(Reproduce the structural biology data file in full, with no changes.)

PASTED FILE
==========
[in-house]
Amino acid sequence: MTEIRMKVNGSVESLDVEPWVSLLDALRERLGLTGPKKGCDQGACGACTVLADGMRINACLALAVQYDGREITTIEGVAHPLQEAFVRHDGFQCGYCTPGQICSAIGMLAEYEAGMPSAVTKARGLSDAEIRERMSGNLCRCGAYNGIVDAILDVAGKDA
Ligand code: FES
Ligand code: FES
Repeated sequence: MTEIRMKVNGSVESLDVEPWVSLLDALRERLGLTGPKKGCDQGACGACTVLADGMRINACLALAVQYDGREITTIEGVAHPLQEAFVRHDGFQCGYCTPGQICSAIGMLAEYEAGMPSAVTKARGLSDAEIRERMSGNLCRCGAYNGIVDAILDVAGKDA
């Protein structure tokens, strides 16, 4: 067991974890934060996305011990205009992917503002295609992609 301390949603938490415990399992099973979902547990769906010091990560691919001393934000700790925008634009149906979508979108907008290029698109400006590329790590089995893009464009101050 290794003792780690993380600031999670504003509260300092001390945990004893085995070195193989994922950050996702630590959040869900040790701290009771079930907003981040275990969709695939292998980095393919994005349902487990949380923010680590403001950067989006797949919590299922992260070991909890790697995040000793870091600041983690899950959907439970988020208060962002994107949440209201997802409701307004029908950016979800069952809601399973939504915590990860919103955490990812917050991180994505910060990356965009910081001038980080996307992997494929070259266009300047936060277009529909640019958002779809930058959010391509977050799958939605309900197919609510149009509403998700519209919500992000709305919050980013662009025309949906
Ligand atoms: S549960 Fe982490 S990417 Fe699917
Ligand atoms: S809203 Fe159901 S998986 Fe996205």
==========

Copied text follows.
[in-house]
Amino acid sequence: MTEIRMKVNGSVESLDVEPWVSLLDALRERLGLTGPKKGCDQGACGACTVLADGMRINACLALAVQYDGREITTIEGVAHPLQEAFVRHDGFQCGYCTPGQICSAIGMLAEYEAGMPSAVTKARGLSDAEIRERMSGNLCRCGAYNGIVDAILDVAGKDA
Ligand code: FES
Ligand code: FES
Repeated sequence: MTEIRMKVNGSVESLDVEPWVSLLDALRERLGLTGPKKGCDQGACGACTVLADGMRINACLALAVQYDGREITTIEGVAHPLQEAFVRHDGFQCGYCTPGQICSAIGMLAEYEAGMPSAVTKARGLSDAEIRERMSGNLCRCGAYNGIVDAILDVAGKDA
């Protein structure tokens, strides 16, 4: 067991974890934060996305011990205009992917503002295609992609 301390949603938490415990399992099973979902547990769906010091990560691919001393934000700790925008634009149906979508979108907008290029698109400006590329790590089995893009464009101050 290794003792780690993380600031999670504003509260300092001390945990004893085995070195193989994922950050996702630590959040869900040790701290009771079930907003981040275990969709695939292998980095393919994005349902487990949380923010680590403001950067989006797949919590299922992260070991909890790697995040000793870091600041983690899950959907439970988020208060962002994107949440209201997802409701307004029908950016979800069952809601399973939504915590990860919103955490990812917050991180994505910060990356965009910081001038980080996307992997494929070259266009300047936060277009529909640019958002779809930058959010391509977050799958939605309900197919609510149009509403998700519209919500992000709305919050980013662009025309949906
Ligand atoms: S549960 Fe982490 S990417 Fe699917
Ligand atoms: S809203 Fe159901 S998986 Fe996205």